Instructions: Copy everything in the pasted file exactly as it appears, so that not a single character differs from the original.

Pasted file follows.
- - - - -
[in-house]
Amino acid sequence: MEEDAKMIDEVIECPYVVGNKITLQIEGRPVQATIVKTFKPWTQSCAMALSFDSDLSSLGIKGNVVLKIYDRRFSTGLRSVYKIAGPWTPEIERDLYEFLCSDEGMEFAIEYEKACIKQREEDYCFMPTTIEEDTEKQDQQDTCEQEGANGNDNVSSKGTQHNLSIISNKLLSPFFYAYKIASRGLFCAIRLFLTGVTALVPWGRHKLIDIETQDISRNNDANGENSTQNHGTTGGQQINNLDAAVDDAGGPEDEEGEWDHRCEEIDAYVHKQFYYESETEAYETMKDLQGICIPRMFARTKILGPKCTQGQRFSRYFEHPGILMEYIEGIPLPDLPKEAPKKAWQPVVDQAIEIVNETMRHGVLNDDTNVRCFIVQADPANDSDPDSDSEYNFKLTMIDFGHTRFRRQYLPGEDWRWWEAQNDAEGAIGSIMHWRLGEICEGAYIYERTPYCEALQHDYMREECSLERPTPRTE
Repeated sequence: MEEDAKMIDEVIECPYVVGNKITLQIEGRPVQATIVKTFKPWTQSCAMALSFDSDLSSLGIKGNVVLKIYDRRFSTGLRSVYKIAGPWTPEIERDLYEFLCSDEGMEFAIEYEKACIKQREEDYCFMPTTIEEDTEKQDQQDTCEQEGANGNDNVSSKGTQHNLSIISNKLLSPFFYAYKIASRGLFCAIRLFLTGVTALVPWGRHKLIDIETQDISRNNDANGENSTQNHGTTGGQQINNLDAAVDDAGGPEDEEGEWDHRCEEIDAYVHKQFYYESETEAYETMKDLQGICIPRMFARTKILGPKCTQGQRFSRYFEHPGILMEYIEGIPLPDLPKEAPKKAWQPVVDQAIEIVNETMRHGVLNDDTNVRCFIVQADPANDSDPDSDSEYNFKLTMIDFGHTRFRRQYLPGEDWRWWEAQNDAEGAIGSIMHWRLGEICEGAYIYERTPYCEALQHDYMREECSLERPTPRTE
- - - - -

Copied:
[in-house]
Amino acid sequence: MEEDAKMIDEVIECPYVVGNKITLQIEGRPVQATIVKTFKPWTQSCAMALSFDSDLSSLGIKGNVVLKIYDRRFSTGLRSVYKIAGPWTPEIERDLYEFLCSDEGMEFAIEYEKACIKQREEDYCFMPTTIEEDTEKQDQQDTCEQEGANGNDNVSSKGTQHNLSIISNKLLSPFFYAYKIASRGLFCAIRLFLTGVTALVPWGRHKLIDIETQDISRNNDANGENSTQNHGTTGGQQINNLDAAVDDAGGPEDEEGEWDHRCEEIDAYVHKQFYYESETEAYETMKDLQGICIPRMFARTKILGPKCTQGQRFSRYFEHPGILMEYIEGIPLPDLPKEAPKKAWQPVVDQAIEIVNETMRHGVLNDDTNVRCFIVQADPANDSDPDSDSEYNFKLTMIDFGHTRFRRQYLPGEDWRWWEAQNDAEGAIGSIMHWRLGEICEGAYIYERTPYCEALQHDYMREECSLERPTPRTE
Repeated sequence: MEEDAKMIDEVIECPYVVGNKITLQIEGRPVQATIVKTFKPWTQSCAMALSFDSDLSSLGIKGNVVLKIYDRRFSTGLRSVYKIAGPWTPEIERDLYEFLCSDEGMEFAIEYEKACIKQREEDYCFMPTTIEEDTEKQDQQDTCEQEGANGNDNVSSKGTQHNLSIISNKLLSPFFYAYKIASRGLFCAIRLFLTGVTALVPWGRHKLIDIETQDISRNNDANGENSTQNHGTTGGQQINNLDAAVDDAGGPEDEEGEWDHRCEEIDAYVHKQFYYESETEAYETMKDLQGICIPRMFARTKILGPKCTQGQRFSRYFEHPGILMEYIEGIPLPDLPKEAPKKAWQPVVDQAIEIVNETMRHGVLNDDTNVRCFIVQADPANDSDPDSDSEYNFKLTMIDFGHTRFRRQYLPGEDWRWWEAQNDAEGAIGSIMHWRLGEICEGAYIYERTPYCEALQHDYMREECSLERPTPRTE